“You think you could babysit for a few hours?”
Take paint thinner to the often glossy and extravagant holiday films and you’ll find yourself with Happy Christmas. Not a whole lot happens, the most intense drama starts because of a burnt pizza, and it doesn’t possess the typical overplay of joy like you might expect. Happy Christmas is about as observational as you can get. But thanks to strong performances and the best work yet that I’ve seen from the insanely prolific writer/director Joe Swanberg, the end result is a modestly entertaining and hyper realistic portrayal of life come late December. It’s uneventful, but for some reason it managed to stick with me.
Jeff (Swanberg) and Kelly (Melanie Lynskey) are happily married parents to their infant son Jude (Jude Swanberg). Jeff’s a small-scale filmmaker and Kelly is/was a novelist, trading in her literary career for full-time mom duty. All is well and normal until Jeff’s younger sister Jenny (Anna Kendrick) shows up. She’s fresh off of a breakup and has decided to move to Chicago, so she’s crashing in their basement for the time being. Like I said before, there really isn’t a whole lot of drama to be found. Jenny doesn’t ruin their lives like we’re accustomed to seeing in stories such as this. These are good people who have their flaws and don’t try to hide them. Most of the charm comes from how incredibly likable everyone involved is, even in their worst moments (which aren’t all that bad).
The B-story involves Kevin (Mark Webber), a part-time weed dealer who’s happy to be the babysitter replacement for Jenny while she battles yet another brutal hangover. His eyes light up when he sees her, and who wouldn’t. Anna Kendrick is the definition of cute. Certainly it can’t last forever, but the multi-talented actress is milking that quality for all it’s worth. Lynskey is one of those faces we all know but can’t put a name on and I’m sure that’s going to change. She has such great range and subtlety that once the breakout role comes along, she’ll definitely bust out. The best scenes in the film are the interactions between Swanberg and his on-screen/real son Jude. It’s candid, unrehearsed, and so damn delightful to see a good man be a good parent to a good son. And while we’re at it, I don’t think I’ve ever seen a better baby in a movie before. It’s like the infant knows he’s acting. Their moments are Kodak worthy.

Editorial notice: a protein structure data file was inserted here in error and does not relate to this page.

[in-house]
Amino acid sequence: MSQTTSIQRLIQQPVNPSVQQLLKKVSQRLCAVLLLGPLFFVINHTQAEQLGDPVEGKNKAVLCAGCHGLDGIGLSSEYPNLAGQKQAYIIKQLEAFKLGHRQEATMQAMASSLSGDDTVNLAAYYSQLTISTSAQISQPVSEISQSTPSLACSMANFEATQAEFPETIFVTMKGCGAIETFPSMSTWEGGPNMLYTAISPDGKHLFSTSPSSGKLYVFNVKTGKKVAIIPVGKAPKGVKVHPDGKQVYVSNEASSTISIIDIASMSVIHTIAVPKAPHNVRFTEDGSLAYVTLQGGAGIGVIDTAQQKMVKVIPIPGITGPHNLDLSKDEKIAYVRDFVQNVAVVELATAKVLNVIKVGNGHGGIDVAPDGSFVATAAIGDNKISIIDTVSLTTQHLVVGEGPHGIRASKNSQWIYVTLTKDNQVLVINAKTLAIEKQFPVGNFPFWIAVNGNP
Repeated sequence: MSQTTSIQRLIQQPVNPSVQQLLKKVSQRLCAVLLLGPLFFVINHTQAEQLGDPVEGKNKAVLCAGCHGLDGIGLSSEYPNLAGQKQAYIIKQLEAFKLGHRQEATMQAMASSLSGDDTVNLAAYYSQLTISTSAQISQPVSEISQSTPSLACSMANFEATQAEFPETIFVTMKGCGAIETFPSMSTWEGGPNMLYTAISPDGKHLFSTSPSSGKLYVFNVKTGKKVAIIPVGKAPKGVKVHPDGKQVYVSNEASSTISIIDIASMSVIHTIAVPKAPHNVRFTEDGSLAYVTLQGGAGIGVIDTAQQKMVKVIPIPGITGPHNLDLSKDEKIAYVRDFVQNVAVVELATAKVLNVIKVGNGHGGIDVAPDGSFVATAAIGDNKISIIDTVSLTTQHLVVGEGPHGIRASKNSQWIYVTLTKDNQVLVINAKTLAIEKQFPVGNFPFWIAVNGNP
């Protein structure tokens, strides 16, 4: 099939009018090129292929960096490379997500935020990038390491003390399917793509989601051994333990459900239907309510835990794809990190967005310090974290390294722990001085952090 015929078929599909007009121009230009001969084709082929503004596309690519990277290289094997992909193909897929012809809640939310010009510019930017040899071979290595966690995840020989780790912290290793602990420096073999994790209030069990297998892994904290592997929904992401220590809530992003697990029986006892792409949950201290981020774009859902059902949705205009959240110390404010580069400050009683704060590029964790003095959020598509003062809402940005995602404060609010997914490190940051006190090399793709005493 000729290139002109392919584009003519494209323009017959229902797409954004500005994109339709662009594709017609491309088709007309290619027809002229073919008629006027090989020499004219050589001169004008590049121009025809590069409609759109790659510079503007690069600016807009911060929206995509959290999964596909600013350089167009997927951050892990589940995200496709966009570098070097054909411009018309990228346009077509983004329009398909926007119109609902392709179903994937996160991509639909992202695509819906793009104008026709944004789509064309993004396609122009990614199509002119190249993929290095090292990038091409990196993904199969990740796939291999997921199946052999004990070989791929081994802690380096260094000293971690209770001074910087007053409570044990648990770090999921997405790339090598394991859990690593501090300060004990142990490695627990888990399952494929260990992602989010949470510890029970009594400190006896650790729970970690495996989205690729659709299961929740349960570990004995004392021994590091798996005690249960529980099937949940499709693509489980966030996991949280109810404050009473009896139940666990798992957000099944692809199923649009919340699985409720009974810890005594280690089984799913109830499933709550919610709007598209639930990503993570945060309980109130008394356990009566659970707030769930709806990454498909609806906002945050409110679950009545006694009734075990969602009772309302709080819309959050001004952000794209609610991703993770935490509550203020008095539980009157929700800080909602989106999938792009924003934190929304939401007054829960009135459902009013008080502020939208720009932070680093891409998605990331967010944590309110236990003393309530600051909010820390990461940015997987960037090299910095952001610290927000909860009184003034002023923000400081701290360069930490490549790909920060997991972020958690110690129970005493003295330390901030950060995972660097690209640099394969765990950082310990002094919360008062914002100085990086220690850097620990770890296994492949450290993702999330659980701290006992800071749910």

Part of the ever-expanding Mumblecore genre, Happy Christmas focuses on finding naturalistic dialogue and unscripted scenes to achieve a heightened and detailed sense of realism. When done well, as it is here, the results are a bit perplexing. It’s purposefully amateurish but exudes honed skill and technique. They’re usually hit or miss, but if you want to see what the genre’s about, try the following: Frances Ha (the best of the bunch), All the Real Girls, Drinking Buddies, Humpday, or anything done by brothers Mark and Jay Duplass. Swanberg has made 18 films in 10 years, and I’ve only seen a handful because some are so hard to find. I’ve found his filmography to be up and down. Ultimately, Happy Christmas is light on yuletide and heavy on character. Where it fails to provide a theme or a point it thrives in showing us flawed, good-natured people we’ve probably met before. It’s far from escapism, and while the lack of emotional depth kept me from rating it higher, it’s still pleasant enough to recommend. You get exactly what the title implies.
“Do you want to come home and open presents?”
Rating: 3 out of 5